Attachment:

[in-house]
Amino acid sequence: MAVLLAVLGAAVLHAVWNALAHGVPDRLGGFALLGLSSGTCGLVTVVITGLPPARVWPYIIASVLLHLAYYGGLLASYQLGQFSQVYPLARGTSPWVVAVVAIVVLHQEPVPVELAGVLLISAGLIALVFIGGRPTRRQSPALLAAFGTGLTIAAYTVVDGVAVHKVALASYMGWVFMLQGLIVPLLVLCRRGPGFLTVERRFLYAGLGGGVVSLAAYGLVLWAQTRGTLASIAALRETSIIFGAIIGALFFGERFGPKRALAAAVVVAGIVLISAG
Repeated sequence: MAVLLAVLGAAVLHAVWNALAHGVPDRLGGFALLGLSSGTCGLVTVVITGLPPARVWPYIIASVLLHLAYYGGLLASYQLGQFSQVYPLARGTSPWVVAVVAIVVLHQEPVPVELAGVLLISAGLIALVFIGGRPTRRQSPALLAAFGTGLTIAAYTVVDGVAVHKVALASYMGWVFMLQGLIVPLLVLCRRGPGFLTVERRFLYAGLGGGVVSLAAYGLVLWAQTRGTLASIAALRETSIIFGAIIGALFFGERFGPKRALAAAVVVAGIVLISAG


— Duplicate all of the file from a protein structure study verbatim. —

[in-house]
Amino acid sequence: MAVLLAVLGAAVLHAVWNALAHGVPDRLGGFALLGLSSGTCGLVTVVITGLPPARVWPYIIASVLLHLAYYGGLLASYQLGQFSQVYPLARGTSPWVVAVVAIVVLHQEPVPVELAGVLLISAGLIALVFIGGRPTRRQSPALLAAFGTGLTIAAYTVVDGVAVHKVALASYMGWVFMLQGLIVPLLVLCRRGPGFLTVERRFLYAGLGGGVVSLAAYGLVLWAQTRGTLASIAALRETSIIFGAIIGALFFGERFGPKRALAAAVVVAGIVLISAG
Repeated sequence: MAVLLAVLGAAVLHAVWNALAHGVPDRLGGFALLGLSSGTCGLVTVVITGLPPARVWPYIIASVLLHLAYYGGLLASYQLGQFSQVYPLARGTSPWVVAVVAIVVLHQEPVPVELAGVLLISAGLIALVFIGGRPTRRQSPALLAAFGTGLTIAAYTVVDGVAVHKVALASYMGWVFMLQGLIVPLLVLCRRGPGFLTVERRFLYAGLGGGVVSLAAYGLVLWAQTRGTLASIAALRETSIIFGAIIGALFFGERFGPKRALAAAVVVAGIVLISAG